The Falling, Cardinal EP
The reason critics bandy the term “emo” about as a pejorative and the reason the bands associated with the word get such a bad rap is that — like the the diminuitive label they get — the music (and especially the lyrics) has wussified the grand tradition of romanticism in rock ‘n’ roll. In the past year or so we’ve seen an upsurge in intense bands reclaiming the romantic tradition of rock. Murfreesboro’s The Falling is among these. Their new EP for No Karma, Cardinal, flails itself against dreary rock constraints and comes up shining.
Tired of verse-chorus-verse, The Falling push their songs into linear arrangements that aren’t that expected. “The Grand March” begins with a huge drum and bass head-bobbing riff. Singer/guitarist Tyler McDaniel yells his lyrics into the crashing sound. Soon snaking guitar lines lead the other instruments into a hard-driving straight-ahead rock pile-on and back again to the serpentine up-and-down. Just as you think you’ve got it, it ends. Throughout the 5 songs, McDaniel’s vocal delivery is full-throated but back somewhat in the mix making it sound all the more desperate. The howls of “I turn red” which accompany the coda to “Jane” bring to mind the painful “I love you so much I’m miserable” romanticism of the Cure, New Order, and the Psychedelic Furs, albeit ballsier.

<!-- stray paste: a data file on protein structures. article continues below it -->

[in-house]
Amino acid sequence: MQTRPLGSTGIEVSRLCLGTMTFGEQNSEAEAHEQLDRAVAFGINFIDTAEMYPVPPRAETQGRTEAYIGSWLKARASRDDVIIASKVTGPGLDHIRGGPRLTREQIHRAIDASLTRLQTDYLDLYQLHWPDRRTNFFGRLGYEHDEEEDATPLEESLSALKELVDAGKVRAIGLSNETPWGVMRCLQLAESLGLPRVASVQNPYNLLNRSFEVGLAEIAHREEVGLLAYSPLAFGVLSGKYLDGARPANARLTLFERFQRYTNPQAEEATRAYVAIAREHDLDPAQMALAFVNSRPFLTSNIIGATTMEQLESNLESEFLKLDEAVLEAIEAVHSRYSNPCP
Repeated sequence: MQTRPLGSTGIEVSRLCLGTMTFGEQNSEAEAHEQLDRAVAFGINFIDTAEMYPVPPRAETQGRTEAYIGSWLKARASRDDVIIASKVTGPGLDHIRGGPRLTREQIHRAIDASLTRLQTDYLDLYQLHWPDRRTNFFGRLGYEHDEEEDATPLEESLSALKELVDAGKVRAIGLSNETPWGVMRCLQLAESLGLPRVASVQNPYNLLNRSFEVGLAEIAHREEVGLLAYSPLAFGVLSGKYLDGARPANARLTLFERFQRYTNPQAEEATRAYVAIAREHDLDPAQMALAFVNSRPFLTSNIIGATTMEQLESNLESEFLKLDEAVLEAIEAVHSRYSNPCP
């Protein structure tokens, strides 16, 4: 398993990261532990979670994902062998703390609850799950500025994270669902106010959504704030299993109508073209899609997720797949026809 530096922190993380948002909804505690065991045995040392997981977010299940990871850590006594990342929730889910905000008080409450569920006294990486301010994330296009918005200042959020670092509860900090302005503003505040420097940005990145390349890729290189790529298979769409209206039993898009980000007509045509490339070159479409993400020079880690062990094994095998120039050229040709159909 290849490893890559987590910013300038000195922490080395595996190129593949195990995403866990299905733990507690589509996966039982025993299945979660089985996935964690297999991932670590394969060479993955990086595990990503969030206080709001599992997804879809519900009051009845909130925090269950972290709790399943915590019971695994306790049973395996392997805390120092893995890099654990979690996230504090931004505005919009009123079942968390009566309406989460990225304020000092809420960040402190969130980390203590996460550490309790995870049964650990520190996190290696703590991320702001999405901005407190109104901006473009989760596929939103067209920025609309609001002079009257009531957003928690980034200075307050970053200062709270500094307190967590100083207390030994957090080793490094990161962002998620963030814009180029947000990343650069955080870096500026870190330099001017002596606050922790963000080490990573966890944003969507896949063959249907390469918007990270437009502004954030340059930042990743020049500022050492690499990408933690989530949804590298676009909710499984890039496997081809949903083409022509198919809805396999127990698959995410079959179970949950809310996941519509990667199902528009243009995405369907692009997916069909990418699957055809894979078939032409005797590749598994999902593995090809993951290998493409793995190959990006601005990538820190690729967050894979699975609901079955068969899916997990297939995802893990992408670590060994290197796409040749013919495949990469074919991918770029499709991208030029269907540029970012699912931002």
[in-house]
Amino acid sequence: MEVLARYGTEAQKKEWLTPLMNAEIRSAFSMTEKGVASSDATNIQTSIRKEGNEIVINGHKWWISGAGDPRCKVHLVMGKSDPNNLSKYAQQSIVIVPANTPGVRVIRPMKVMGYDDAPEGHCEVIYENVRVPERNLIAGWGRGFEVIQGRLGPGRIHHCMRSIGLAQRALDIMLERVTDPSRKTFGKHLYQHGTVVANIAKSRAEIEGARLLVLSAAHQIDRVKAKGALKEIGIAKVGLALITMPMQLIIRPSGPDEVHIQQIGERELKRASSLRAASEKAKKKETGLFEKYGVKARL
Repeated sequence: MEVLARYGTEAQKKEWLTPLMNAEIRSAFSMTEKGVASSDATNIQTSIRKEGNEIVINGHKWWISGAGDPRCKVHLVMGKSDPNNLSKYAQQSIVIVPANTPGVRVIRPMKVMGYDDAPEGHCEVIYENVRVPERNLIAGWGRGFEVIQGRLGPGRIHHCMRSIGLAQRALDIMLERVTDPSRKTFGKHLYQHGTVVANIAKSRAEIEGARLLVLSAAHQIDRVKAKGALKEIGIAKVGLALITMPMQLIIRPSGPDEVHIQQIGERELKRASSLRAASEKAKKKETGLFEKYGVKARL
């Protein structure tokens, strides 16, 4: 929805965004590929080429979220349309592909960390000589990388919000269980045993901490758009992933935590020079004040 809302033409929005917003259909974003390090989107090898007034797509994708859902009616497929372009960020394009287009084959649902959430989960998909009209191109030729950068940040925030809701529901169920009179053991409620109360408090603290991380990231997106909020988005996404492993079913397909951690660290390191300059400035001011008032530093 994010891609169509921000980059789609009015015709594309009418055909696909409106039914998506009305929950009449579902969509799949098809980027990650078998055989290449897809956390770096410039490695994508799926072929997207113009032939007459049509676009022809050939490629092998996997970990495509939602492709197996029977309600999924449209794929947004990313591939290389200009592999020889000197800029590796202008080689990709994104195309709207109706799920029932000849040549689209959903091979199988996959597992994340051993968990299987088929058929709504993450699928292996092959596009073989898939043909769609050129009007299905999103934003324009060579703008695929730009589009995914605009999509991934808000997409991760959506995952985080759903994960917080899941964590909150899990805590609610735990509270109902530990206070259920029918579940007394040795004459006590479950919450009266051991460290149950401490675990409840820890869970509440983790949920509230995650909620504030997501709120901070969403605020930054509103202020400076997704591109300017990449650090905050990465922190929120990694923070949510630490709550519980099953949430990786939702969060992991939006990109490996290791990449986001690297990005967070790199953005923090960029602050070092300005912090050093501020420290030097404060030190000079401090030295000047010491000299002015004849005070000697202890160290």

In “Toward the Night,” the EP’s 7-minute closer, McDaniel relates a story of regret and loss that might be a touch cringing if it weren’t so dead-on. The endless crisp guitar arpeggio and the plodding drums build around the spoken word narrative to a musically satisfying but emotionally interrupted ending. I think it’s safe to say there isn’t another band like the Falling around these parts. Their sincerity never dips into cheesiness and their music seeks out new forms within its known restrictions.